So, at its core, this is a spell that deals 1d8 necrotic damage. The type of damage isn’t hugely important, but there are some creatures that might have resistance or immunity to it (taking half or no damage). Realistically, necrotic is one of the better damage types out there since it isn’t commonly resisted.
This spell does have the added effect of stopping your target from regaining hit points until the beginning of your next turn though. That means that if you can continuously hit the same target each turn, they’ll never have the chance to regain any health.
This effect is very much like a soft version of reducing a creature’s hit point maximum, and the concept is great if you’re looking to focus in on a single target and take them down piece by piece. Since it’s a cantrip, it even gets stronger depending on your level, which you can see in our damage table as well.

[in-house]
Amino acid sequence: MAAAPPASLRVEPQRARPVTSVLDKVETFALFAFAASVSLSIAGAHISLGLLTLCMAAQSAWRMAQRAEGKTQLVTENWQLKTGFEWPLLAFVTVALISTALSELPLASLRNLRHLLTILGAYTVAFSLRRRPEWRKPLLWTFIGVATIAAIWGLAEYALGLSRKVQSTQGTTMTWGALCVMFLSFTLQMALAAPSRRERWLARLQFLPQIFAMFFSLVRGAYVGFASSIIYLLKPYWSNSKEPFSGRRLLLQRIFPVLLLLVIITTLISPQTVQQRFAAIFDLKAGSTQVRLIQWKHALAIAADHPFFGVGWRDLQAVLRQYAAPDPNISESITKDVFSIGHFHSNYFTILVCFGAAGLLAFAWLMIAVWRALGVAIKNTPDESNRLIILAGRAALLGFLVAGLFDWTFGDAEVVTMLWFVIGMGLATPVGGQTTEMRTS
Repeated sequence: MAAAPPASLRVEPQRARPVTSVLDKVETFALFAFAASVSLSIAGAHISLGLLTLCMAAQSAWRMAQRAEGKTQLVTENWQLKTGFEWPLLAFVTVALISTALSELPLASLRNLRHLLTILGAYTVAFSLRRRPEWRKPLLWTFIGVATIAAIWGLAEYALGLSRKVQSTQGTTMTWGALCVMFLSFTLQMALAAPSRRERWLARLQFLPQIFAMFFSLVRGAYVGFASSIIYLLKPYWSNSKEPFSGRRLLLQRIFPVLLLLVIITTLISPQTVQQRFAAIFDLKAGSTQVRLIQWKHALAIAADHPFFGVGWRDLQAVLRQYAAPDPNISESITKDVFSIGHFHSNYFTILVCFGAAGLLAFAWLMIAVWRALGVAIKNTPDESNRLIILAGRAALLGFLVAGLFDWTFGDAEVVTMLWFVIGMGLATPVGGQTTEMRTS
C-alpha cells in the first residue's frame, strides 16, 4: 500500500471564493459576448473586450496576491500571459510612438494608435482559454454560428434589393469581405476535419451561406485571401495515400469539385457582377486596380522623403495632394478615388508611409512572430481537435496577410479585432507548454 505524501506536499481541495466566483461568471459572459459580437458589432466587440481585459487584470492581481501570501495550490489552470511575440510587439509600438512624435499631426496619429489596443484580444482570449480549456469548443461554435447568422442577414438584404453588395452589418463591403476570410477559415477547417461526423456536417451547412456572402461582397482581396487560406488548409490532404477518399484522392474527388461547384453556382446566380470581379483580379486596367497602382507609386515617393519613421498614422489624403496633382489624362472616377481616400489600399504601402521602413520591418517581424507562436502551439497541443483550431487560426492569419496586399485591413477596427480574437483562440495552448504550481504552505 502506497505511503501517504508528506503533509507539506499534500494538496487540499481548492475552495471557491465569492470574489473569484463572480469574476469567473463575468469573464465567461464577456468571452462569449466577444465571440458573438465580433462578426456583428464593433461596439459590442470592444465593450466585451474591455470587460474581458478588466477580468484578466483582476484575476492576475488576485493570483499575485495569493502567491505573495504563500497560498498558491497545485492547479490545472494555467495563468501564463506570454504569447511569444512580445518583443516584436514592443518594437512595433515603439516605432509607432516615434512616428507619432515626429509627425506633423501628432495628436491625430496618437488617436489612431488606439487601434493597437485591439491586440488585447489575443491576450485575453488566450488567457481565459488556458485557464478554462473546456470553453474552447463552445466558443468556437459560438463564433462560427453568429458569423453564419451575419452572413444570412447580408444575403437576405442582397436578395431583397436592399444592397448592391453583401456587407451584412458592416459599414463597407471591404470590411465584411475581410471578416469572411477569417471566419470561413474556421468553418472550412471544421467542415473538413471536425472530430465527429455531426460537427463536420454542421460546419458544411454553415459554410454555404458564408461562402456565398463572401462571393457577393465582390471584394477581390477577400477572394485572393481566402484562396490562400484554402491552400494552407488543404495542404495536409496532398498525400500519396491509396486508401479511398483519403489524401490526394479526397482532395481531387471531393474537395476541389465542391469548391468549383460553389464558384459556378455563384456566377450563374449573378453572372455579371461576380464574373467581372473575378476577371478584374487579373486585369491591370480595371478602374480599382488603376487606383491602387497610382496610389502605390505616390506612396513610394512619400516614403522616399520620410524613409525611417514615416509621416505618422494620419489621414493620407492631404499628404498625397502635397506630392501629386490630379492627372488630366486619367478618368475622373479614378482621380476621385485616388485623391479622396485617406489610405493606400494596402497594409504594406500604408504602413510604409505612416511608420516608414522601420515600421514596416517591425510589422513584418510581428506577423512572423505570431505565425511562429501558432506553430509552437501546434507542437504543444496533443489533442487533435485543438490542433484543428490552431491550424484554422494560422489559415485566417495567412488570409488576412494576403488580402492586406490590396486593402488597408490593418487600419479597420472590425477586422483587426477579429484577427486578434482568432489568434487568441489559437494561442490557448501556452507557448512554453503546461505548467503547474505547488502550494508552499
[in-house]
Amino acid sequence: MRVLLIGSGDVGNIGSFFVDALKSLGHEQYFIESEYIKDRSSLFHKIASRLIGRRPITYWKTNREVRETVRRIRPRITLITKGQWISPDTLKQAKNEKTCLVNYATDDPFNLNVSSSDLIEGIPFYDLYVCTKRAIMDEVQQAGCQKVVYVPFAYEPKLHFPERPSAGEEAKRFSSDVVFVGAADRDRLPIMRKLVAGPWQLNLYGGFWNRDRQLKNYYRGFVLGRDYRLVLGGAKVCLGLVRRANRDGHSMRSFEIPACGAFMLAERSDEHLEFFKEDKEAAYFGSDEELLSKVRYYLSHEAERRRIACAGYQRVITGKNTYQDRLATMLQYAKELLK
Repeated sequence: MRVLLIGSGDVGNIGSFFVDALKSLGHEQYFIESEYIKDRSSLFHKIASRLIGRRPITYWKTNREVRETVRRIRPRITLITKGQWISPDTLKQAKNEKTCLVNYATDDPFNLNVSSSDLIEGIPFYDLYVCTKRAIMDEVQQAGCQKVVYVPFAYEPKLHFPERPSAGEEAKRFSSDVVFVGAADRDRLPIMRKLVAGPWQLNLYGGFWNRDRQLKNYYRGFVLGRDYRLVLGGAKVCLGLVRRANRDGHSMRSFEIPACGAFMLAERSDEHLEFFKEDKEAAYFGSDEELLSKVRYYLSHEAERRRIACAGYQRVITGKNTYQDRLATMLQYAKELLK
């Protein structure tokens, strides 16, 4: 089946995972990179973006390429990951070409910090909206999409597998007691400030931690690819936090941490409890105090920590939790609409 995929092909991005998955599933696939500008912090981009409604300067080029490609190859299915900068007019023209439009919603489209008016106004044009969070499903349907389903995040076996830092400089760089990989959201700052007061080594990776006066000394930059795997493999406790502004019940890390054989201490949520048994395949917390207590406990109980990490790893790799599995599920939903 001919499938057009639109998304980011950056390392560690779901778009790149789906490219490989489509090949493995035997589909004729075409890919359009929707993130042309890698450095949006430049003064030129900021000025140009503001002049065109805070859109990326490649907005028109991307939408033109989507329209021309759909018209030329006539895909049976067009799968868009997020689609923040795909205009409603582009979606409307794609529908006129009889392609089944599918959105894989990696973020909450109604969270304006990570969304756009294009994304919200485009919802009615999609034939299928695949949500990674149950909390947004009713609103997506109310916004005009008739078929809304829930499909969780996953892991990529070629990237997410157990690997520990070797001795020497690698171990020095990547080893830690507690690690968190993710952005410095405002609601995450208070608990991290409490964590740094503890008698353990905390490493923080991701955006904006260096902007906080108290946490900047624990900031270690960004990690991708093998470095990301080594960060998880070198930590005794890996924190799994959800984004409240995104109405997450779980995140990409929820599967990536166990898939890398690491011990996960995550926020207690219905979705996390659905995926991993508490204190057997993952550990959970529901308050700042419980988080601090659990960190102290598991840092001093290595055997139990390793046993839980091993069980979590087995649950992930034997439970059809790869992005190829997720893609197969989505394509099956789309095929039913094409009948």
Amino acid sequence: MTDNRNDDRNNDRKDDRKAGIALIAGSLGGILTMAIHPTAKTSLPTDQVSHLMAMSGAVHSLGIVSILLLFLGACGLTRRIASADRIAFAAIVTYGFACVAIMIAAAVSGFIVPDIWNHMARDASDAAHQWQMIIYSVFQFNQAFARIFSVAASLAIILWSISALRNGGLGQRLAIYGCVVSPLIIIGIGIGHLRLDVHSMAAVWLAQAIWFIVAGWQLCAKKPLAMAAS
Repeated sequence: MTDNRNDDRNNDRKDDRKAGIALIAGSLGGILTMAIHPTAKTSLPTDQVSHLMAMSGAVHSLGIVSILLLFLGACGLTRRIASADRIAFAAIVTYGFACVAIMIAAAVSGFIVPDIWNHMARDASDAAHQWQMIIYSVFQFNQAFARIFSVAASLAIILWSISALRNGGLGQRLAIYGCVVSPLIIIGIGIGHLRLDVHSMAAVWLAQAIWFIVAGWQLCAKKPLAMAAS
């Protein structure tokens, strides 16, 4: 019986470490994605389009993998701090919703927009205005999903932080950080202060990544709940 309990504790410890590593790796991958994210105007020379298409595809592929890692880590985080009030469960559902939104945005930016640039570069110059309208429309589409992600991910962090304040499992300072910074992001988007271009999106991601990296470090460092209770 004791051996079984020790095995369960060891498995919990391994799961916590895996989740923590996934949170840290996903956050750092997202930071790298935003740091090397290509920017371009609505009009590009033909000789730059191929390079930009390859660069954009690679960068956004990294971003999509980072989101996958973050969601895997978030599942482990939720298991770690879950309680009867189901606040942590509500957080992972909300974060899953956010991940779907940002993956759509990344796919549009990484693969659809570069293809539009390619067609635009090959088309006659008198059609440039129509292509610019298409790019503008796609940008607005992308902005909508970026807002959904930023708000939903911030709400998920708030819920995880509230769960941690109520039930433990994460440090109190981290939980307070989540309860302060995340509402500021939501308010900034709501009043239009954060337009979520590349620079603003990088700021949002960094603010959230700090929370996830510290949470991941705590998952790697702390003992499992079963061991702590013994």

As if all that wasn’t enough, we get even more benefit when we use this on an undead target. They now have disadvantage on attack rolls against you until the end of your next turn. Including the end of your next turn means you can actually get two rounds of combat where you can move past an undead with a strong likelihood of dodging their opportunity attacks.
It also means that you can just be a little bit closer if you want, but remember that this isn’t a touch spell despite the ironic name.
All in all, this is a great spell that will keep low-level casters safe while allowing them to really dish out the damage to their enemies.